It’s easy to make and cheap, and it may just save lives this summer! We’re talking about an innovative new rescue buoy designed by the National Sea Rescue Institute as part of the Waterwise Project.
The NSRI hopes this new device will help keep especially children from rural communities safe when they go swimming in rivers and dams. This project is being rolled out in a few towns in the Western as well as Southern Cape, but may become a fixture elsewhere too should it prove to keeps kids safe.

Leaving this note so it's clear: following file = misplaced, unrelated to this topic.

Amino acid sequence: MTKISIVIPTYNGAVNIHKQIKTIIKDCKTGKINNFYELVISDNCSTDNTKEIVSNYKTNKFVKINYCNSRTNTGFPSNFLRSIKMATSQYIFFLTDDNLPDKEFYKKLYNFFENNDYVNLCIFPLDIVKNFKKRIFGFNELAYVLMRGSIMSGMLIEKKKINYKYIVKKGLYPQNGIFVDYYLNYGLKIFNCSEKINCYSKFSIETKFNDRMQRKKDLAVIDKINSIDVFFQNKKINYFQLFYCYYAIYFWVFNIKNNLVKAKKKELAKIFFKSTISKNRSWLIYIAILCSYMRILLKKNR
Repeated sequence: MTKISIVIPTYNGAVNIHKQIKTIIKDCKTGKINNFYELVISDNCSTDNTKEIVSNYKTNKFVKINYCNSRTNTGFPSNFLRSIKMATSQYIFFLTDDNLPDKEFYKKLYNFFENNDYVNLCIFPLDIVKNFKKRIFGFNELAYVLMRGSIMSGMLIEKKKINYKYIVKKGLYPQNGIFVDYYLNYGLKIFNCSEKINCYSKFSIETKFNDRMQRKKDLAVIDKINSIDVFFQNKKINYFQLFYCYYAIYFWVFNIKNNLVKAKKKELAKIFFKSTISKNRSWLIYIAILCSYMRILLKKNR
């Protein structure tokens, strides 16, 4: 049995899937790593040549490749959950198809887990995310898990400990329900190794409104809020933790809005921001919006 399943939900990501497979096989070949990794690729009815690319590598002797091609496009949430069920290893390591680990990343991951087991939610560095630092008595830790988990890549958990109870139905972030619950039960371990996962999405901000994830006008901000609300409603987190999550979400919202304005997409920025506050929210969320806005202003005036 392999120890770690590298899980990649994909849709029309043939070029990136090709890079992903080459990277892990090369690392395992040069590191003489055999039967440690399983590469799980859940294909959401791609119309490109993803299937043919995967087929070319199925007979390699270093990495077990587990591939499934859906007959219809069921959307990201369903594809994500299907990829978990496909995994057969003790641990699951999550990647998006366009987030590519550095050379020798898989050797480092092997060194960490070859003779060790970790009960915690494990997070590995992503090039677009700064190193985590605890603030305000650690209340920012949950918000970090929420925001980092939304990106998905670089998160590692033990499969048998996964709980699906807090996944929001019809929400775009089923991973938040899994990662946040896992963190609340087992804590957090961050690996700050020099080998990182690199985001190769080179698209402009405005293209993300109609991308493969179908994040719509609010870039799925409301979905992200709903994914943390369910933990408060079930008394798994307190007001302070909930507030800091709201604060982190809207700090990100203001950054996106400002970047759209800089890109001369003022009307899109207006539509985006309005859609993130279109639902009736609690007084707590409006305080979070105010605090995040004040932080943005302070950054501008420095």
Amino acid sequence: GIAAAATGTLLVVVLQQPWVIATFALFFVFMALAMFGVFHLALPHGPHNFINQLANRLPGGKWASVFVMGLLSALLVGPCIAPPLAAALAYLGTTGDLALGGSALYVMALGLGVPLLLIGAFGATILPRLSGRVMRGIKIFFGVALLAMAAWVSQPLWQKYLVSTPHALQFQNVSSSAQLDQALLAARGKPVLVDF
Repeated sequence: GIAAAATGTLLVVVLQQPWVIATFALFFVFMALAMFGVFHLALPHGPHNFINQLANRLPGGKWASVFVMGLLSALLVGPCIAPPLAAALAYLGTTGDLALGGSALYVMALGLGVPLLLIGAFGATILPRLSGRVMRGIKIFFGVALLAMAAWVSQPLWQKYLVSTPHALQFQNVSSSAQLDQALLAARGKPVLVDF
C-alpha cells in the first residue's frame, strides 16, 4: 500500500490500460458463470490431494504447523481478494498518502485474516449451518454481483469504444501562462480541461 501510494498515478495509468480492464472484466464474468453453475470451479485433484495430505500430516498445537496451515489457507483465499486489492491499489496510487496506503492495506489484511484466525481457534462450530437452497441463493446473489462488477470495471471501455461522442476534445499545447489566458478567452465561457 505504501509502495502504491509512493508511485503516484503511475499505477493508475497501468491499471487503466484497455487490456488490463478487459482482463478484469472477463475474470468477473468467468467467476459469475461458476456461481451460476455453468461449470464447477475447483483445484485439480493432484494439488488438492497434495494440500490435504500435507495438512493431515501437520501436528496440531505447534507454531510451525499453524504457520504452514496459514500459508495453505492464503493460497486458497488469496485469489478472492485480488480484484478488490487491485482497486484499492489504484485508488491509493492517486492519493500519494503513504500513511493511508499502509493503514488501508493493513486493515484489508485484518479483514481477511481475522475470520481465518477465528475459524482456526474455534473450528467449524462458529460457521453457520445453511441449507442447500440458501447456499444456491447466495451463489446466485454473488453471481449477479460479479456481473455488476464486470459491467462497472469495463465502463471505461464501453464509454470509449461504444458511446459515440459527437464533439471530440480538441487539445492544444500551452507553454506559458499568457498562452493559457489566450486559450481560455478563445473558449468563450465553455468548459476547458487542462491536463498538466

The buoys are made of three litre plastic milk bottles, weighted down by a bit of sand which is then attached to a ten meter long rope. Andrew Ingram from Waterwise says if a child gets into trouble while swimming, a friend can literally throw him a lifeline. According to Ingram it often happens that when one child gets into trouble, others follow in an attempt to help, with tragic consequences.
Research has shown that those most at risk of drowning are children from poorer, rural communities.
The WaterWise Academy is the educational initiative with a vision to proactively prevent drowning tragedies. It includes providing safety lessons to children, teaching peer rescue and basic Hands On CPR on the school premises – all at no charge.